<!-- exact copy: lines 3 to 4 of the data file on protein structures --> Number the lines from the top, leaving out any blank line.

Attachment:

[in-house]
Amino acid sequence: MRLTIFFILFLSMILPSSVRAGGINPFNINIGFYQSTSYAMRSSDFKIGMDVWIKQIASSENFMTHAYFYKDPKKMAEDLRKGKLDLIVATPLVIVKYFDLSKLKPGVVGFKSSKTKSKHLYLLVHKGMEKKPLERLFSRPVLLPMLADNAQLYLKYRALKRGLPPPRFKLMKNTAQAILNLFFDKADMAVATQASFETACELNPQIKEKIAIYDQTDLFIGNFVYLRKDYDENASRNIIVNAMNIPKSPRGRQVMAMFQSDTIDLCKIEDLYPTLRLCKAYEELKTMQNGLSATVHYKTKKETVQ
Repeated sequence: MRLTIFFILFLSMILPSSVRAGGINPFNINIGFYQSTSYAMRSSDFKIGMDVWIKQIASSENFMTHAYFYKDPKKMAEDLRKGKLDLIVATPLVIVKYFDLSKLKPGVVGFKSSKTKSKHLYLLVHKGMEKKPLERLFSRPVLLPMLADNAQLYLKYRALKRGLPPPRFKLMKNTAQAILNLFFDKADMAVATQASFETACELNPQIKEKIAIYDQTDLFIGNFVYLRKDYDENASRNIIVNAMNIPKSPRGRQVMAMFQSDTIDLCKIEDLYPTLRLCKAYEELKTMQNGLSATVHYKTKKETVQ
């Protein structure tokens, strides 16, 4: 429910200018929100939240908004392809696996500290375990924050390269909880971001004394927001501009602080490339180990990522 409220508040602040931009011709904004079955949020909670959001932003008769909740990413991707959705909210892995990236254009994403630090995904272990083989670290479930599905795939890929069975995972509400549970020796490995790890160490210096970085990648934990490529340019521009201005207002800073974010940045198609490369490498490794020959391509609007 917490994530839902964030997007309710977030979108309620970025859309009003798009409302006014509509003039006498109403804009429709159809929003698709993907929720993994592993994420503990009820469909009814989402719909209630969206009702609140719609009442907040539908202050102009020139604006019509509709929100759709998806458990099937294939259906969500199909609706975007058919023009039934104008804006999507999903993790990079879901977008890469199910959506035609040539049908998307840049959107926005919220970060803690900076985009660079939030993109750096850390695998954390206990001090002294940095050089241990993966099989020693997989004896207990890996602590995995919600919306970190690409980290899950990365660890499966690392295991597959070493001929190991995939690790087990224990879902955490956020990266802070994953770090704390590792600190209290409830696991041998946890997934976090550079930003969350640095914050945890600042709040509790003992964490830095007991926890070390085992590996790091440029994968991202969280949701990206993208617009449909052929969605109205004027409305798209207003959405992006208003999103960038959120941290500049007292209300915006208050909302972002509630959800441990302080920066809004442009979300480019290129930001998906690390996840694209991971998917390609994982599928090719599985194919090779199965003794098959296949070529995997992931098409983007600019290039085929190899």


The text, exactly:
Repeated sequence: MRLTIFFILFLSMILPSSVRAGGINPFNINIGFYQSTSYAMRSSDFKIGMDVWIKQIASSENFMTHAYFYKDPKKMAEDLRKGKLDLIVATPLVIVKYFDLSKLKPGVVGFKSSKTKSKHLYLLVHKGMEKKPLERLFSRPVLLPMLADNAQLYLKYRALKRGLPPPRFKLMKNTAQAILNLFFDKADMAVATQASFETACELNPQIKEKIAIYDQTDLFIGNFVYLRKDYDENASRNIIVNAMNIPKSPRGRQVMAMFQSDTIDLCKIEDLYPTLRLCKAYEELKTMQNGLSATVHYKTKKETVQ
């Protein structure tokens, strides 16, 4: 429910200018929100939240908004392809696996500290375990924050390269909880971001004394927001501009602080490339180990990522 409220508040602040931009011709904004079955949020909670959001932003008769909740990413991707959705909210892995990236254009994403630090995904272990083989670290479930599905795939890929069975995972509400549970020796490995790890160490210096970085990648934990490529340019521009201005207002800073974010940045198609490369490498490794020959391509609007 917490994530839902964030997007309710977030979108309620970025859309009003798009409302006014509509003039006498109403804009429709159809929003698709993907929720993994592993994420503990009820469909009814989402719909209630969206009702609140719609009442907040539908202050102009020139604006019509509709929100759709998806458990099937294939259906969500199909609706975007058919023009039934104008804006999507999903993790990079879901977008890469199910959506035609040539049908998307840049959107926005919220970060803690900076985009660079939030993109750096850390695998954390206990001090002294940095050089241990993966099989020693997989004896207990890996602590995995919600919306970190690409980290899950990365660890499966690392295991597959070493001929190991995939690790087990224990879902955490956020990266802070994953770090704390590792600190209290409830696991041998946890997934976090550079930003969350640095914050945890600042709040509790003992964490830095007991926890070390085992590996790091440029994968991202969280949701990206993208617009449909052929969605109205004027409305798209207003959405992006208003999103960038959120941290500049007292209300915006208050909302972002509630959800441990302080920066809004442009979300480019290129930001998906690390996840694209991971998917390609994982599928090719599985194919090779199965003794098959296949070529995997992931098409983007600019290039085929190899």